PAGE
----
Computational model offers insight into mechanisms of drug-coated balloons.
CAMBRIDGE, Mass. -- James D. Bruce, Vice President for Information Systems, issued a statement on MIT's rules for use of technology in light of the alleged misuse of computers.
"If true, this is a very serious violation of MIT's rules and the law," said Bruce. "The violations would include misuse of copyrighted materials and software, overloading the MIT system, and using expensive bandwidth that MIT has to pay for."
Laura Avakian, vice president for human resources, said her office has the matter under investigation.
MIT's policy (http://web.mit.edu/policies/13.2.html) is as follows:
"13.2.3 Responsible Use of MIT Computers, Networks, and Telephones
"MIT's computers, networks, and telephones offer many opportunities to share information on campus and to access resources off campus. All members of the MIT community are obligated to use these facilities in accordance with applicable laws, with Institute standards of honesty and personal conduct, and in ways that are responsible, ethical, and professional.
"The use of MIT's telephones is restricted to Institute business and necessary personal telephone calls. Necessary personal telephone calls include calls to arrange family and personal schedules, medical-related calls, and other reasonable calls; these calls should be brief. No reimbursement to MIT is required for such calls.
"Telephone calls related to personal businesses and activities are prohibited unless a personal telephone credit card is used or an explicit agreement for reimbursement to MIT has been established with the appropriate organization.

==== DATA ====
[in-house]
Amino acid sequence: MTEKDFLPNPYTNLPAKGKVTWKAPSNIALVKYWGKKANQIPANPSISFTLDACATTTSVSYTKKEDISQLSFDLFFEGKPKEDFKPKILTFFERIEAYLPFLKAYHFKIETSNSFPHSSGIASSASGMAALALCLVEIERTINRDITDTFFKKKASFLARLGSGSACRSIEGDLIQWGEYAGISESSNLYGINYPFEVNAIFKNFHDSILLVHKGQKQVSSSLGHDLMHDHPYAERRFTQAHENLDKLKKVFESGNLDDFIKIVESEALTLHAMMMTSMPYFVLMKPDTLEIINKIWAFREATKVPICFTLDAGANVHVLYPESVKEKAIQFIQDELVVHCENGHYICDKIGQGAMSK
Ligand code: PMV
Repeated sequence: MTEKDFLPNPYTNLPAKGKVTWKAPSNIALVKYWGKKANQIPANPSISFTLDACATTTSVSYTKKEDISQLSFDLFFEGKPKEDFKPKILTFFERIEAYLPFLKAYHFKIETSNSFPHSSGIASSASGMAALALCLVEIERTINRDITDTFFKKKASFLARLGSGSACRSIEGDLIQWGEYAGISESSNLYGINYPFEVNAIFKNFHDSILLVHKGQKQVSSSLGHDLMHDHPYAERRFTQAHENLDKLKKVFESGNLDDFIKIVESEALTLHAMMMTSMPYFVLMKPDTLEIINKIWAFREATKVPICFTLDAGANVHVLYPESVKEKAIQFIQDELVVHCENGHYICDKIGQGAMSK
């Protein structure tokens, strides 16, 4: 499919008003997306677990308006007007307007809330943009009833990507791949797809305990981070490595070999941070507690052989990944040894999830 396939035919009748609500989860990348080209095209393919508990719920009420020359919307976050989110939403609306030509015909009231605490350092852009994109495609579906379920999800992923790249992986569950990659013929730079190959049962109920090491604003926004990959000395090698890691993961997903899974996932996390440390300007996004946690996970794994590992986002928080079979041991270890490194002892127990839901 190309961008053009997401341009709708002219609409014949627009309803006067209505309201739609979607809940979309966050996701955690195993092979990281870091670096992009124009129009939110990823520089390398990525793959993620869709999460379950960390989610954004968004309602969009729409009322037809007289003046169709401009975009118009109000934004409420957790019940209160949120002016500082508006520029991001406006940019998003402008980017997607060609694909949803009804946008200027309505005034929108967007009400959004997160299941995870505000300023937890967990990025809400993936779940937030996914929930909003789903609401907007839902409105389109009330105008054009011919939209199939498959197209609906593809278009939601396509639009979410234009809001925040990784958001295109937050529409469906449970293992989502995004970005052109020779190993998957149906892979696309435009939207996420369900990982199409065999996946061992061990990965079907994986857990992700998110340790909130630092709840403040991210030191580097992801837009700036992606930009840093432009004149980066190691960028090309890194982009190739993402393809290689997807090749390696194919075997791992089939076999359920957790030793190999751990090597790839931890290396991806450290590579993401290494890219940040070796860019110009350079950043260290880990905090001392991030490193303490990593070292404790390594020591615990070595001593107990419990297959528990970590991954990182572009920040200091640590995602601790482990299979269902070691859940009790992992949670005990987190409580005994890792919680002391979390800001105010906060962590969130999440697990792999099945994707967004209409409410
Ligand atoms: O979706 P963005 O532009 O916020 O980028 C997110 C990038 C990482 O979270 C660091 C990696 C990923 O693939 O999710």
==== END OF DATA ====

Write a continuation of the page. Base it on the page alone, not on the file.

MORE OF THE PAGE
"MIT's computing and networking facilities and services are to be used for Institute purposes only and not for the benefit of private individuals or other organizations without authorization. Unauthorized access to and use of MIT computer and network services violates this policy.
"Members of the Institute community should not take unauthorized actions to interfere with or alter the integrity of MIT computers, networks, telephones, or the information accessed through them. Efforts to restrict or deny access by legitimate users of the Institute's computers, networks, and telephones are unacceptable. Individuals should not use MIT facilities to interfere with or alter the integrity of any other computers, networks, telephones, or information, irrespective of their location.
"Destruction, alteration, or disclosure of data or programs belonging to others without authorization is inappropriate. Individuals should not connect unauthorized equipment to or tamper with MIT information technology facilities or equipment. Using any of the information technology resources of the Institute for unethical purposes, such as harassment, is unacceptable."